Oak Park community members, many aligned with roughly a dozen local activist organizations, have come together in a concerted effort, amplifying their demand that public school districts in Oak Park hire more minority teachers.
At a Feb. 22 meeting of the District 200 school board and a Feb. 27 meeting of the District 97 board, representatives from what activists are calling a Campaign for More Teachers of Color, presented a series of short-term and longer-term goals that they want board members in those districts to implement over the next two academic years.
The campaign’s short-term goals, which activists urged the districts to implement by the start of the 2018-19 school year, were presented to the two boards a few months after Oak Park Call to Action launched a petition demanding more minority hires in Oak Park. The petition has since garnered at least 600 signatures.
Their goals include developing “ambitious” plans “during the current hiring cycle” to address racial disparities in teacher hiring, granting “immediate priority” to increasing the pool of black teachers in core subjects and implementing “viable action steps” to eliminate “any bias and barriers” that fail to align with the districts’ “missions, strategic priorities and needs.”
Longer-term goals, which activists hope will be implemented by August 2019, include steps designed to retain minority teachers and train “all teachers and staff” in ridding themselves of racial bias, among other measures.
The stakes — based on dozens of public comments made by parents, students, educators, activists and other community members during those two meetings — are high.
One speaker after another, from current grade school and high school students to fully grown former students, described Oak Park’s public school districts as places where students can go from kindergarten through high school without having a single teacher of color.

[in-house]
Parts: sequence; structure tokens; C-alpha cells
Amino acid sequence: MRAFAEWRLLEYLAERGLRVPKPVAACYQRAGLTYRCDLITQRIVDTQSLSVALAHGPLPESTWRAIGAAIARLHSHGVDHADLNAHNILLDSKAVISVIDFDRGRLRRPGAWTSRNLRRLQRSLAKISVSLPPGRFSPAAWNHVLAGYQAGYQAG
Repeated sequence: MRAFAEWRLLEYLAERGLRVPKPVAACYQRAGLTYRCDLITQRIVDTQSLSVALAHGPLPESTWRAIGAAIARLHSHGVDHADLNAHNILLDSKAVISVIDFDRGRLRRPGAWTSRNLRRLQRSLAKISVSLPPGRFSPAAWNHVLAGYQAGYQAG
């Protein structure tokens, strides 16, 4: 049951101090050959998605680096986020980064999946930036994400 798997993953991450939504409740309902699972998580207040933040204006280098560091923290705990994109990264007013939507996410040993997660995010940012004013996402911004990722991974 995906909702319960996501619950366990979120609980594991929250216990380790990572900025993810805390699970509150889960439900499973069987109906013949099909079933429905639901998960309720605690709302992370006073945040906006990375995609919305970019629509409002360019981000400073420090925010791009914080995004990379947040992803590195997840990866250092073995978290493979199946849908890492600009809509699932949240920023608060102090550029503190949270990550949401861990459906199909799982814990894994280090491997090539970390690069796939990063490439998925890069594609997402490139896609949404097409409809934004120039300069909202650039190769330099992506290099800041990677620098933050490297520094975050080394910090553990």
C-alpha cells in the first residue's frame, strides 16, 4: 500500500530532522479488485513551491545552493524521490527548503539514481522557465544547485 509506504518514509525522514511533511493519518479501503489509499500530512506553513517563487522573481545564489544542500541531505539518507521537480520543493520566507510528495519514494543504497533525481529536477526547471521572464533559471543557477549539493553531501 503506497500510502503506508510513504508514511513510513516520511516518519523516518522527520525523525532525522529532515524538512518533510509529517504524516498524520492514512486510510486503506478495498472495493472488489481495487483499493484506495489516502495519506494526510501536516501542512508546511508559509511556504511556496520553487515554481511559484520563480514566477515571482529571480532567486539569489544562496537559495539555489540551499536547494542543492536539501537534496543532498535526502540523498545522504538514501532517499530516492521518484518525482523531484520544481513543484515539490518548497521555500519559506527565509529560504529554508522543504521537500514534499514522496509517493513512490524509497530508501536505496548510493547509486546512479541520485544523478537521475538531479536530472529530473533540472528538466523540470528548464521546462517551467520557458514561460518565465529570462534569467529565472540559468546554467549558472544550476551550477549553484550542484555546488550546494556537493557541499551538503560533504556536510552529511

Makesha Flournoy-Benson, co-president of D97’s Diversity Council, said at the Feb. 27 meeting that her 17-year-old daughter “never had a black teacher in her K-5 experience” at D97, while her son, now in college, had just one during that time period — when he was in fifth grade (the following year, the teacher retired, she said).
By Flournoy-Benson’s own admission, the chances that her second-grader, who attends Holmes, will have a black teacher are low. She estimated that her daughter “has a 1 in 15 chance of having a black primary teacher if everything remains the same” at her Oak Park elementary school.
Cheree Moore, an OPRF graduate, recalled at the Feb. 22 meeting that there were so few black teachers at the high school during her four years there, she doesn’t even have to mention popular history teacher Mark Vance by his name when reminiscing about school days with her fellow alumnae.
“Whenever I meet other alum of OPRF, they’ll say, ‘Is that black teacher still there?'” Moore said. “I automatically know who they are talking about. There’s no question in my mind. That’s really sad.”
Flournoy-Benson and other speakers at both board meetings referenced academic studies showing that minority and low-income students are much more likely to stay and succeed in school, graduate, and attend college if they’ve had at least one minority teacher during elementary school.
“Research shows that having just one black teacher in K-5 will increase the likelihood that a black boy will stay in school and graduate,” Benson-Custard said. “The same black boy is 29 percent more likely to express a desire to pursue a college degree than his friend who has never been taught by a black teacher.”